The promiscuous use of promiscuous in zoology papers

Elgar_M_45Watch your language about promiscuity, suggest Elgar, Jones and McNamara — and watch out for other people’s language. Their study explains:

Promiscuous Words,Mark A Elgar [pictured here , above left], Therésa M Jones [pictured here below, right] and Kathryn B McNamara, Frontiers in Zoology, 2013, 10:66. (Thanks to Ed Yong for bringing this to our attention.) The authors, at the University of Melbourne and the University of Western Australia, report:

Jones_T_69“Promiscuity is frequently used to describe animal mating behaviour, and especially to describe multiple mating by females. Yet this use of the term is incorrect, perhaps reflecting an erroneous adoption of common language to pique reader interest. We evaluated the patterns of use and misuse of the word ‘promiscuity’ in a representative journal of animal behaviour. This survey highlights how inappropriately the term is used, and how it can conceal critical features of animal mating strategies with intriguing evolutionary significance.”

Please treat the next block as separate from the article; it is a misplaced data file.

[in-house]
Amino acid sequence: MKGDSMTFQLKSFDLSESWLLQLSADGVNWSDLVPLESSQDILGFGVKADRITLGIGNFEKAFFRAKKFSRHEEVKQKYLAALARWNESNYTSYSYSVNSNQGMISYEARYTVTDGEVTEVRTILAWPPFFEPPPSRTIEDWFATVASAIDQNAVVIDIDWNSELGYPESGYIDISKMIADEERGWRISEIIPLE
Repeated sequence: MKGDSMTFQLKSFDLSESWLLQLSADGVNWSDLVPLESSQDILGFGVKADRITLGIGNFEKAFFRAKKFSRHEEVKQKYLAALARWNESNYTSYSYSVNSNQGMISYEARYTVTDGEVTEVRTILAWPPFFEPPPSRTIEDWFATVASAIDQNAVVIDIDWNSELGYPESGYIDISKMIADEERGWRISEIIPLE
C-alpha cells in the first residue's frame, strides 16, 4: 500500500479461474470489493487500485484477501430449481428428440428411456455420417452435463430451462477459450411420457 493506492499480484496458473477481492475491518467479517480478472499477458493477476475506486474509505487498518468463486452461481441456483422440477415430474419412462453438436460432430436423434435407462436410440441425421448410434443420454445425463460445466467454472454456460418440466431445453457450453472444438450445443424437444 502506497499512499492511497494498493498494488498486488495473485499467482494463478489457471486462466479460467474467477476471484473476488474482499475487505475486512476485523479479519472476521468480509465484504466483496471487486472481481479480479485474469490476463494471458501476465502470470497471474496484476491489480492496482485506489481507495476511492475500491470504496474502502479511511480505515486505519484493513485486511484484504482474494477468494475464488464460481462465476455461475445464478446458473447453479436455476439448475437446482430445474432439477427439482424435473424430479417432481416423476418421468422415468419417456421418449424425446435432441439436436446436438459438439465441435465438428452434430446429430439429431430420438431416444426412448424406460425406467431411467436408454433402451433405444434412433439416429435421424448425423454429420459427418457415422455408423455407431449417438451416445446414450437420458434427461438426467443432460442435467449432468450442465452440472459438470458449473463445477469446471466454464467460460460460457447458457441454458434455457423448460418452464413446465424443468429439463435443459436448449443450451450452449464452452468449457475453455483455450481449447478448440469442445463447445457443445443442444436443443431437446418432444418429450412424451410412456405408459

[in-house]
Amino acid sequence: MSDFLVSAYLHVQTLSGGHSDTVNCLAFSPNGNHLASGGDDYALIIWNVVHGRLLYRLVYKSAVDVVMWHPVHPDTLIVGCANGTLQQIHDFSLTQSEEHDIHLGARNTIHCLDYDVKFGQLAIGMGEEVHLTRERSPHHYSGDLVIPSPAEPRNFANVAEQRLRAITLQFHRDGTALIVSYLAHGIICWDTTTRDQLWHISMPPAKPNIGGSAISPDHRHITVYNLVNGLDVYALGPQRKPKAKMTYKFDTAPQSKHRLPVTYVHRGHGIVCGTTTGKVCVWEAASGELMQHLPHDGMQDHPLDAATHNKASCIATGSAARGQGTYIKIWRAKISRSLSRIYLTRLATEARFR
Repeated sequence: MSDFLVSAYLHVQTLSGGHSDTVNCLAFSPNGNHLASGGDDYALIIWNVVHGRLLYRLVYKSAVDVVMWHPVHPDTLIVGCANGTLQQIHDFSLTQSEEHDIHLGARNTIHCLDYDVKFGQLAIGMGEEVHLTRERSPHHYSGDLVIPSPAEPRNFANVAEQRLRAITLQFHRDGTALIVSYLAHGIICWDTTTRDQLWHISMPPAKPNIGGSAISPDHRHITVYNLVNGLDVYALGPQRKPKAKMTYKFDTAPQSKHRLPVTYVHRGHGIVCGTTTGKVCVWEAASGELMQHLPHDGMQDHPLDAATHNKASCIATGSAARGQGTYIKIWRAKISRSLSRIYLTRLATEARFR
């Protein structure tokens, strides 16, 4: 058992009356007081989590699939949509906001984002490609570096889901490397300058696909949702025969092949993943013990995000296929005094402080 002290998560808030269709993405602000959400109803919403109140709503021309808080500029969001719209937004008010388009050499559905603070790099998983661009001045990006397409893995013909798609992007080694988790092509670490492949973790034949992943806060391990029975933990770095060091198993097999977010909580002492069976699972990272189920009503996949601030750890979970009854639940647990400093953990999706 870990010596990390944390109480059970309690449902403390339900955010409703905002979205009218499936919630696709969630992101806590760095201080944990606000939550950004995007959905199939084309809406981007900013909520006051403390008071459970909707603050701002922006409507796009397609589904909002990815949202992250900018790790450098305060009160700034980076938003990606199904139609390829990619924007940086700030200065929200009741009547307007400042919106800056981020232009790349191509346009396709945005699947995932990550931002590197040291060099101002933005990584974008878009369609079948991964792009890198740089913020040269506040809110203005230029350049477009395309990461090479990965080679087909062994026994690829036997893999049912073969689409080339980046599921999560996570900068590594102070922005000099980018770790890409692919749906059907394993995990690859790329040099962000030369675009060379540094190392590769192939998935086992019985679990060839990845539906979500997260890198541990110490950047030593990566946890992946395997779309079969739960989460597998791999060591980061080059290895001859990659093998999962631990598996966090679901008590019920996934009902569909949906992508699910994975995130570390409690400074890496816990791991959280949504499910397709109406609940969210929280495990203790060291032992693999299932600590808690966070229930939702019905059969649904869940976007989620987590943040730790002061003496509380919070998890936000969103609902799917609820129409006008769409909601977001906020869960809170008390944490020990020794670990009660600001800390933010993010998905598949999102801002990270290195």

One section of the paper bears the subheadline “Using promiscuity to titillate the reader?”

BONUS (unrelated): “Specificity and promiscuity among naturally processed peptides bound to HLA-DR alleles